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Chapter 1: Introduction > Introduction - Pg. 2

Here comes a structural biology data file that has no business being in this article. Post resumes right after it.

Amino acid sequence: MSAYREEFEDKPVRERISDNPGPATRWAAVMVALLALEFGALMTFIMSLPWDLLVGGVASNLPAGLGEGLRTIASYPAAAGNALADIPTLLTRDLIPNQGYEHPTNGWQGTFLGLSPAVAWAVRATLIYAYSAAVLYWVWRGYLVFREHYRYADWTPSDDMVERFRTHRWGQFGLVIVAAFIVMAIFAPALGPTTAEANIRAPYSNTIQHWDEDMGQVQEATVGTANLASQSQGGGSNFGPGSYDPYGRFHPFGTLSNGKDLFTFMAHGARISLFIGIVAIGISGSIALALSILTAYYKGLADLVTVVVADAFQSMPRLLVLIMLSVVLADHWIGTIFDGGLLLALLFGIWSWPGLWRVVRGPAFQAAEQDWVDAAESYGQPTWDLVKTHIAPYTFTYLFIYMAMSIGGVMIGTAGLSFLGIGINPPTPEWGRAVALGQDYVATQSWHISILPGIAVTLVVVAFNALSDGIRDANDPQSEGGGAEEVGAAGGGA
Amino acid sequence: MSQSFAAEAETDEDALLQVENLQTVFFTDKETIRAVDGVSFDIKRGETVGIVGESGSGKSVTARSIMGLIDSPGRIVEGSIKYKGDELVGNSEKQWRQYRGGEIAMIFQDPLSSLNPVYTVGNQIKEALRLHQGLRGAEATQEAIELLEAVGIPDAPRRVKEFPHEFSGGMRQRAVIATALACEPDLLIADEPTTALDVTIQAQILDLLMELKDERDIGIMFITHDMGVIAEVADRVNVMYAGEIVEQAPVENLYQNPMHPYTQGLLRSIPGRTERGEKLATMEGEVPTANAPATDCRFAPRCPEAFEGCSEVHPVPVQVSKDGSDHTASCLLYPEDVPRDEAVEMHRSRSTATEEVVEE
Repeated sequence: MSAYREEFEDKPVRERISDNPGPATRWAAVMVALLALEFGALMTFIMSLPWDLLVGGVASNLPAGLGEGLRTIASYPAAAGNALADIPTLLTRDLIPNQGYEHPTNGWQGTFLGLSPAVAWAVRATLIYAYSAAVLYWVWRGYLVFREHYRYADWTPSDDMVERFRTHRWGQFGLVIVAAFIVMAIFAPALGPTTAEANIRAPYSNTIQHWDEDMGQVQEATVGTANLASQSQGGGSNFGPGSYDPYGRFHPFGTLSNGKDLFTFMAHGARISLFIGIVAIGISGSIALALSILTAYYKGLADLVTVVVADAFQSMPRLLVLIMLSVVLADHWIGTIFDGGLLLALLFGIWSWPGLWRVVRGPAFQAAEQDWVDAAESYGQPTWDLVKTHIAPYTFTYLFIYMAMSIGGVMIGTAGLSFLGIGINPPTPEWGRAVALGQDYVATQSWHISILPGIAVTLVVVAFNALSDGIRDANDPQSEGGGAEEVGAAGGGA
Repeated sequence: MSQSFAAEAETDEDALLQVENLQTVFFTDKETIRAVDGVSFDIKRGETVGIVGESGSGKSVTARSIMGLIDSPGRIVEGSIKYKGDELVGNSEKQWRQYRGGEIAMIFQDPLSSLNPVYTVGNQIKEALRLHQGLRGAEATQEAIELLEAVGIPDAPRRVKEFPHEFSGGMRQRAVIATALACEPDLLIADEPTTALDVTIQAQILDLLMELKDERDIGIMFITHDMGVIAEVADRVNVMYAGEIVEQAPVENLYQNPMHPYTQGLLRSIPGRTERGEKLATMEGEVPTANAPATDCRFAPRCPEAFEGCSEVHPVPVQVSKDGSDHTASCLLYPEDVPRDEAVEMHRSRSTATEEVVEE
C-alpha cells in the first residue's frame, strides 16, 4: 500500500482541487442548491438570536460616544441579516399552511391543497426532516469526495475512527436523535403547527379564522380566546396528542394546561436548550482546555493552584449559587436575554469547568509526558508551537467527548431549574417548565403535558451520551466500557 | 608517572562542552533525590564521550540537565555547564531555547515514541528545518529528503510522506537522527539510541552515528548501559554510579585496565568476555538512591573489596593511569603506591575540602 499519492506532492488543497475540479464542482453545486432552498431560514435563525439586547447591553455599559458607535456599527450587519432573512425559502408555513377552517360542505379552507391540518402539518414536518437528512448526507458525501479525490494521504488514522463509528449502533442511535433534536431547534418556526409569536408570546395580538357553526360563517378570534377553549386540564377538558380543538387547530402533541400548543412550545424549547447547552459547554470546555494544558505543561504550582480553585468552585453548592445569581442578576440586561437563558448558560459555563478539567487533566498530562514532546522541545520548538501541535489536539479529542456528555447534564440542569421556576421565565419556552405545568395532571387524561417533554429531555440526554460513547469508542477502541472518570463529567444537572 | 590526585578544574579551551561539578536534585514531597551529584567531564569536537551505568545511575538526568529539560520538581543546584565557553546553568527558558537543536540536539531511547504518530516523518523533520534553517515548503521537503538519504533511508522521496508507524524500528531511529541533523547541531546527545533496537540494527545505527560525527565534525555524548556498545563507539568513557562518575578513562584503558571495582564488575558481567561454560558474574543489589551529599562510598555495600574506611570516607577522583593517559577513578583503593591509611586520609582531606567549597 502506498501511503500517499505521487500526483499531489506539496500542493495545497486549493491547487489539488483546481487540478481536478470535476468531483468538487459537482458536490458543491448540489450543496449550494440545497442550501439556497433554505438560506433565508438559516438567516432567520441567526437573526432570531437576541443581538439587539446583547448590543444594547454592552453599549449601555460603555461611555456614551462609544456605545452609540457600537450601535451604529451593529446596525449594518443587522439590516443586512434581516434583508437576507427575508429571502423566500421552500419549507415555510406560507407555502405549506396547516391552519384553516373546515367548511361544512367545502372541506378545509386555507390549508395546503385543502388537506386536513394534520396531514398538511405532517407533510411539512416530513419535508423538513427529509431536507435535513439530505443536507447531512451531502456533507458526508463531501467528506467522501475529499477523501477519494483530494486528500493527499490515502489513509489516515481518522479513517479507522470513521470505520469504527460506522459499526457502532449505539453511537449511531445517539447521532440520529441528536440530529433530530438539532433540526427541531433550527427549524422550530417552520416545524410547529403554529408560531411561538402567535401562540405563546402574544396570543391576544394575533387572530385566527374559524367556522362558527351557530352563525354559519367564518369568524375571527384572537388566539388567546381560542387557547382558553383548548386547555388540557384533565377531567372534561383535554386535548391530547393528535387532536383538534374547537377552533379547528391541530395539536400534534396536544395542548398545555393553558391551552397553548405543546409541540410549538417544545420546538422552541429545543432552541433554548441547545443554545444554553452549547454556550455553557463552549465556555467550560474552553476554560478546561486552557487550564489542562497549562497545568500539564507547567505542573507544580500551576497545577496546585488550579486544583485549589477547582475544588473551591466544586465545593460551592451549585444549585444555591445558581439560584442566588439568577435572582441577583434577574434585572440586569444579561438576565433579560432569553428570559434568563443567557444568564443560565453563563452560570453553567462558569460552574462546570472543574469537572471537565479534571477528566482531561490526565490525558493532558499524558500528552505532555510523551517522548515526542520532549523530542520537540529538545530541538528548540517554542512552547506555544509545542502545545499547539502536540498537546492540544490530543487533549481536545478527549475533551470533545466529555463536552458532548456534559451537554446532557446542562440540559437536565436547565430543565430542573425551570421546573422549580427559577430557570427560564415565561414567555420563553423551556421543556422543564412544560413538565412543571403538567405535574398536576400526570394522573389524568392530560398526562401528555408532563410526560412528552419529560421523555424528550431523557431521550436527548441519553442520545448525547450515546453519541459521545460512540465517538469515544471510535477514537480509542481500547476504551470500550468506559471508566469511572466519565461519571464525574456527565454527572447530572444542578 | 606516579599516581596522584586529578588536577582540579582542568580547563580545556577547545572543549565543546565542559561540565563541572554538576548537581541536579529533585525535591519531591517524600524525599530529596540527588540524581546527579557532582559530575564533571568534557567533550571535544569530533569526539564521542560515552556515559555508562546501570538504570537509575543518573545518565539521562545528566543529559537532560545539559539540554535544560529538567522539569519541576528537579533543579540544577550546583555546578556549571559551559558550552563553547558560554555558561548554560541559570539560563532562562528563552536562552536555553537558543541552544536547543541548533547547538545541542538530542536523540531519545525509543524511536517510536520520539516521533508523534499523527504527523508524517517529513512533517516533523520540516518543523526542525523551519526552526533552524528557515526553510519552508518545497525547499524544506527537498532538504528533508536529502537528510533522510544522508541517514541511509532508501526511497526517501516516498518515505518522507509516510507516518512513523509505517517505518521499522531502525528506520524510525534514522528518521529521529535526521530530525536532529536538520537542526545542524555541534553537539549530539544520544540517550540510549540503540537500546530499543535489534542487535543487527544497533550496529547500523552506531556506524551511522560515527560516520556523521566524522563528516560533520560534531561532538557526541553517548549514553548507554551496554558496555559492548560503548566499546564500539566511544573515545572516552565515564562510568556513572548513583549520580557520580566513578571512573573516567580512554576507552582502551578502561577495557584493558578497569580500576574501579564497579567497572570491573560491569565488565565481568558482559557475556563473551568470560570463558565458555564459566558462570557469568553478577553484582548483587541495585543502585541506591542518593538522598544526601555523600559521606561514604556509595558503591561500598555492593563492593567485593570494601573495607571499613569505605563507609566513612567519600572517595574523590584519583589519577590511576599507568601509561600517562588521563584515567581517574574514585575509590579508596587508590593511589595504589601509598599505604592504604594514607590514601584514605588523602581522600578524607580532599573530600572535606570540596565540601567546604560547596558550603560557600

2 Chapter1·Introduction Introduction The purpose of this book is to explore the needs and functions of Secure Shell (SSH). We will endeavor to explain the history of the networks we use today and how they developed and expanded to a point where tighter security became increasingly more important. We will look at how the OSI (Open Systems Interconnect) model and SSH relate to each other and also how to use the OSI model for troubleshooting network connectivity. Then we will look at the role of cryptography and the various methods of encryption from which we can draw. Once we understand the cryptography, we will then look at the actual SSH standards and how this protocol can aid in the secure transmission of controls and commands across the network. Then the various SSH platforms will be discussed and documented. The later chapters will round out the book with topics on port forwarding. So let us embark on our journey with a brief history and introduction to SSH; all aboard! Why Is There a Need To Use SSH? In the beginning there were main frame computers. These large computers allowed programmers to input large mathematical formulas that would take hours or days to solve by hand. These computers could take the same formula and datum and solve it in seconds or minutes. As these computers became more flexible and could handle not only mathematical datum but also text and numerical information, people began to use them to manage more and more business and research data. Computers became more than just a tool for college and government organizations, as they started to be able to manage business data. As they became smaller and more powerful, tools to input and store data came into being and costs became more reasonable. More customers were in the business world. These computers stored massive amounts of data and people could access these machines in a controlled environment. The topology of the network was called the Centralized Data Model; in this model all the data was stored on one central computer and access was through "dumb" terminals. The terminals themselves had no computer processing power or storage. This protected the data from loss, damage, theft, and spying. In this model encryption was not necessary as the data was never vulnerable to the outside world. People could see only what the administrators allowed through the "green screen," or dumb terminal. As computers became more powerful and a need to share data across diverse and distant locations became more prevalent, wide area connections were established. At first these connections were done over analog phone lines using modem (Modulator/Demodulator) technology. There were two types of modems, synchronous and asynchronous. Synchronous modems used a special timing bit in the stream to keep the communications channel operating smoothly. In asynchronous modems, instead of a constant timing bit, the technology used a start and stop bit for each part of the transmission, ensuring each piece of data was received consistently. These analog connections were point to point and it was not easy for people to "listen in" on these connections. As communications technology progressed and a shared, or interconnected, network of networks developed and more and more "private" data was being transmitted over these open links, the need for encrypted transmission become necessary. In addition, with the wide areas of transmission, personal computers also brought about internal or Local Area Networks (LANs). These internal networks allowed computers to transmit and receive data from other computers and servers within